Food prices have been rising for months, making it even more difficult for many people to afford their daily food.
Photo: ©FAO/Isak Amin

Growing food insecurity because of rising food prices

The world has been facing rising food prices for months. In West and Central Africa extreme upsurges in food prices, partly caused by measures to contain the spread of coronavirus, are leading to food insecurity and hunger, WFP warns.

In March 2021, global food commodity prices rose for the tenth consecutive month, the Food and Agriculture Organization of the United Nations (FAO) reported in April. The FAO Food Price Index, which tracks monthly changes in the international prices of commonly traded food commodities, has reached its highest level since June 2014.

People in West and Central Africa are particularly hard hit by the rising food prices, according to the United Nations World Food Programme (WFP). Food prices have increased dramatically across the region. Local staples are up by nearly 40 per cent over the 5-year average, and in some areas, prices are up by more than 200 per cent. In part, this is caused by the economic impact of measures put in place to contain the spread of the coronavirus over the past year, WFP points out. At the same time, people’s incomes have declined due to reductions in trade, tourism, informal activities and remittances.

More than 31 million people in the region are expected to be food-insecure and unable to feed themselves during the coming June-August lean season – the period when food is scarce before the next harvest, according to WFP. That number is more than 30 per cent higher than last year and is the highest level in the best part of a decade, according to the Cadre Harmonisé, a joint food security analysis released under the auspices of the Permanent Interstate Committee for Drought Control in the Sahel (CILSS).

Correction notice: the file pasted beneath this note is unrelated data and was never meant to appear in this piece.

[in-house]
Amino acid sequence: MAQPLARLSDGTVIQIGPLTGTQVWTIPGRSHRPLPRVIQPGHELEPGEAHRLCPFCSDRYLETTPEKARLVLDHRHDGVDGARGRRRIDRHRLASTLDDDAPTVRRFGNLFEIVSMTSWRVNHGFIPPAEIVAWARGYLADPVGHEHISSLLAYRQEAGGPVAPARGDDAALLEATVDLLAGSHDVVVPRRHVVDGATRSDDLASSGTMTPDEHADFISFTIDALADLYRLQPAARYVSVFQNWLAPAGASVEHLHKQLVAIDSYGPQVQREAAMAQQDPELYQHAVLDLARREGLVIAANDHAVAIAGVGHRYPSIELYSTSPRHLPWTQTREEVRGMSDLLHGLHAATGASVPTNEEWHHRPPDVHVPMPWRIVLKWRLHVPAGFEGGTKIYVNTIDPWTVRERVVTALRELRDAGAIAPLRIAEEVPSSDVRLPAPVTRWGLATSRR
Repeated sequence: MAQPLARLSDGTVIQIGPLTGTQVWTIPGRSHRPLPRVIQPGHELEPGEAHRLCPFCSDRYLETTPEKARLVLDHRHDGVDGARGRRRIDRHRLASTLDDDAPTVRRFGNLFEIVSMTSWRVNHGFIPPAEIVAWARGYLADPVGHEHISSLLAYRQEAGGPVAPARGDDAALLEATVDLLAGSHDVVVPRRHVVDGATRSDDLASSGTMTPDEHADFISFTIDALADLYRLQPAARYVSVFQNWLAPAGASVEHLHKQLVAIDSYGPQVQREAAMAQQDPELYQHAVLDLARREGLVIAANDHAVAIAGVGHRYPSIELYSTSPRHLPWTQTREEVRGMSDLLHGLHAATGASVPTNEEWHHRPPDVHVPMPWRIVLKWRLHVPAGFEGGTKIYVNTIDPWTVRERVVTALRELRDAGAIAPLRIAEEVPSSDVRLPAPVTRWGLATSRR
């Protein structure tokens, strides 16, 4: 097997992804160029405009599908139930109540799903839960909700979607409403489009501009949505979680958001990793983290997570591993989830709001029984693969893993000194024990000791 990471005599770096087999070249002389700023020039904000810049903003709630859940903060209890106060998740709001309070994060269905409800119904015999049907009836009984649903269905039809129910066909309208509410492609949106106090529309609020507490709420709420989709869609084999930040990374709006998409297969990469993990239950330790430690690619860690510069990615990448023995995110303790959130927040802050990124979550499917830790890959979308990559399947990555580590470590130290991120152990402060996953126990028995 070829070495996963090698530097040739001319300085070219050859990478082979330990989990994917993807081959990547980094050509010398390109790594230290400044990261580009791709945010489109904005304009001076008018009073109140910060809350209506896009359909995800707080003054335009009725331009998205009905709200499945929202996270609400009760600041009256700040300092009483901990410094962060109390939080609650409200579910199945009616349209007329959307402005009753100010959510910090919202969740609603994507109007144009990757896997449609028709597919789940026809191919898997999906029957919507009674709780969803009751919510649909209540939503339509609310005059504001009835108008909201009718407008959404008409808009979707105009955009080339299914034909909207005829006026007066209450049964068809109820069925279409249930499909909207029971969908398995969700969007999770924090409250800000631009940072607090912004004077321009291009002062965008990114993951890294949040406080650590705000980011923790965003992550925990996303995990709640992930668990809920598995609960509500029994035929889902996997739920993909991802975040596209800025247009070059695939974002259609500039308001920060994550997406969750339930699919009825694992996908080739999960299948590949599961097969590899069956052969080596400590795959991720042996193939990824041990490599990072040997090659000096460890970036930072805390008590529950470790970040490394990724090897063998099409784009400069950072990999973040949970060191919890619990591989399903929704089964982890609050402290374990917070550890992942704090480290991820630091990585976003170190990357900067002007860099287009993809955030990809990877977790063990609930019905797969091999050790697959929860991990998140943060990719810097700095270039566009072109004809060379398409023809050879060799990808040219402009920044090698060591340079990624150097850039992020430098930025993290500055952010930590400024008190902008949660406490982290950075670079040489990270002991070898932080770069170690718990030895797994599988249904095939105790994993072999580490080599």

In some parts of West Africa, escalating violence is forcing people to flee their homes, abandon their fields and their sources of income, exposing them to acute food insecurity in Northern Nigeria, the Central Sahel (Burkina Faso, Mali, Niger), the Central African Republic and the North-West and South-West regions of Cameroon. 

This year, almost 10 million children under 5 are acutely malnourished across the region, with the Sahel alone accounting for half of that number. This figure could rise significantly in line with the projected 30 per cent increase in hunger, and the high prices of nutritious foods, WFP warns.

(WFP/ile)

Read more at FAO website

Read more at WFP website 

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